The Custodian of Paradise, Wayne Johnston
Knopf Canada, 510 pages
Sheilagh Fielding is an unmistakeable presence in St. John’s, Newfoundland. Six foot three and beautiful, she winds her way into all of the city’s nooks and crannies and exposes the injustices she finds in the local paper. Everyone in St. John’s reads her column, but she is welcome nowhere, for her superior intelligence and ruthless wit render her too great a threat to the happinesss of too many. As a result, Fielding moves through life alone as the consummate observer until the day a stranger reveals his longstanding role as her protector.
In the midst of the Second World War, Fielding learns of the death of the son nobody else in Newfoundland knew existed. She sails to the deserted island of Loreburn, alone but for two trunks of Scotch and a third filled with letters and diaries, to come to terms with her past. Abandoned by her mother at six, raised by a man few believe to be her real father, Fielding has grown up in a world where love has been synonymous with betrayal. When Fielding becomes pregnant with twins at fifteen, her father sends her away to New York to stay with her mother, who intends to claim the babies as her own. Fielding returns to St. Johns even more of an outcast than she was before she went away, and in her solitude, she learns to forge her own path as the city’s truth-teller. On Loreburn, she examines the forces that have shaped her life and seeks to resolve her unanswered questions.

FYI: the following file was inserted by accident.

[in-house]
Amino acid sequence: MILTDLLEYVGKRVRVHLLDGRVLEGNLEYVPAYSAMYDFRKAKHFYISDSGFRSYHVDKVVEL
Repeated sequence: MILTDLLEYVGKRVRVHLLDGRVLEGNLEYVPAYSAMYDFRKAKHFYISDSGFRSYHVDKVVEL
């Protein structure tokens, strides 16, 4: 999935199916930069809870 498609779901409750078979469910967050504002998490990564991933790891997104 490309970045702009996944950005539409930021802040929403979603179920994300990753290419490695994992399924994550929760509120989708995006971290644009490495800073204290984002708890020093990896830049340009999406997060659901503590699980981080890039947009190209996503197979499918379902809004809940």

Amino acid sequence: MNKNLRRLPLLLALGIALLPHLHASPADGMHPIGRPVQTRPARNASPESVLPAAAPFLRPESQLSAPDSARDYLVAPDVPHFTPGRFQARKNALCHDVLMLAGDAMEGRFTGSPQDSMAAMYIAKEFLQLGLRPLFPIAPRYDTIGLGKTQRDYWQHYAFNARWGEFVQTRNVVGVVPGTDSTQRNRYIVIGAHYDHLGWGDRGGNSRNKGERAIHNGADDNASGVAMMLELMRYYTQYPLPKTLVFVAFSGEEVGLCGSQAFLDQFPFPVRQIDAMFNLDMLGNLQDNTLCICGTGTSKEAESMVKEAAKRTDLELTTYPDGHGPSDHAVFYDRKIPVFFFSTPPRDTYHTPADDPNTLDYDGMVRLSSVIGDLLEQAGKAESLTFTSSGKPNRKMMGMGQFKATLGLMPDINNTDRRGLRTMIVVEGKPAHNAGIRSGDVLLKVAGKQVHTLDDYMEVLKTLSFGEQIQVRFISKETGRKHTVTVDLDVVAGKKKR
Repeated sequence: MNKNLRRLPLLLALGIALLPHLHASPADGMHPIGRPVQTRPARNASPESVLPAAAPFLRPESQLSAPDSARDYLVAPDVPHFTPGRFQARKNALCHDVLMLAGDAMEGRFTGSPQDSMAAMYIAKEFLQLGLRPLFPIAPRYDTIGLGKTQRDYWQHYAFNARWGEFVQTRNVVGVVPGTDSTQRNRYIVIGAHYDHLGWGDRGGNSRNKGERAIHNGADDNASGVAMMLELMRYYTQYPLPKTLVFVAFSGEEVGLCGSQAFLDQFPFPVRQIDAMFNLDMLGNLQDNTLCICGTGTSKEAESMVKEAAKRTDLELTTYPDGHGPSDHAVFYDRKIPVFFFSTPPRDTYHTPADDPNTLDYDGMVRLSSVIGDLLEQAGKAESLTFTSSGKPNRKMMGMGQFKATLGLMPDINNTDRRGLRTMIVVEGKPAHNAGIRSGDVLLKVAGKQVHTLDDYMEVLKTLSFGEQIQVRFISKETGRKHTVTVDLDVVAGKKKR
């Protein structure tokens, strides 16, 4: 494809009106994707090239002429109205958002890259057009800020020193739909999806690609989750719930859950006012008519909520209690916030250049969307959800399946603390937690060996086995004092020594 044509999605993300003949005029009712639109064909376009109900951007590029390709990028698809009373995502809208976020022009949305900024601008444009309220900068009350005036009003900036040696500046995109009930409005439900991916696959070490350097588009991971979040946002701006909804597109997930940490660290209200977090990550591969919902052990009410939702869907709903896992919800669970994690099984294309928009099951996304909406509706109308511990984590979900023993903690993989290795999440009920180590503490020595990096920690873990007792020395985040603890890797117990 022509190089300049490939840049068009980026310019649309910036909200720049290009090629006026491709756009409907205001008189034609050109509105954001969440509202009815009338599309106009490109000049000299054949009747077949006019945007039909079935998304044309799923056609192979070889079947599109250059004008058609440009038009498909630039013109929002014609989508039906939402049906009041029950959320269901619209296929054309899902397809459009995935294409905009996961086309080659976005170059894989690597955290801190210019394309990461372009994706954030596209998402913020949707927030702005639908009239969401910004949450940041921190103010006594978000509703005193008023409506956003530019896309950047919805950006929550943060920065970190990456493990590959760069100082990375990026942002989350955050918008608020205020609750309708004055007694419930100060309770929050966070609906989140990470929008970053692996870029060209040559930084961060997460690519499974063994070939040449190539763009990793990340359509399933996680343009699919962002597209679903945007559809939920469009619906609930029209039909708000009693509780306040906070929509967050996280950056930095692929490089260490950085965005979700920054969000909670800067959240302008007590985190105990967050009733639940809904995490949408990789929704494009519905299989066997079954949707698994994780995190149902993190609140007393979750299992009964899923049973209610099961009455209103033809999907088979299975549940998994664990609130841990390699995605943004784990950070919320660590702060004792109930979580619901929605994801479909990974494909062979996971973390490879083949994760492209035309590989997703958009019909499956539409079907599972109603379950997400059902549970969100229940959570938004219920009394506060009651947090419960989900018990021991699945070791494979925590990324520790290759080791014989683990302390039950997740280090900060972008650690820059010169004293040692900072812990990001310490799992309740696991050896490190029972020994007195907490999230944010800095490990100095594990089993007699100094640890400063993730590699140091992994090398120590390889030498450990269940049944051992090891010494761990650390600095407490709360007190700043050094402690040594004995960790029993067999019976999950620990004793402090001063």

A haunting study of an unforgettable character, The Custodian of Paradise will appeal to readers who enjoyed Mercy Among the Children by David Adams Richards and No Great Mischief by Alistair MacLeod.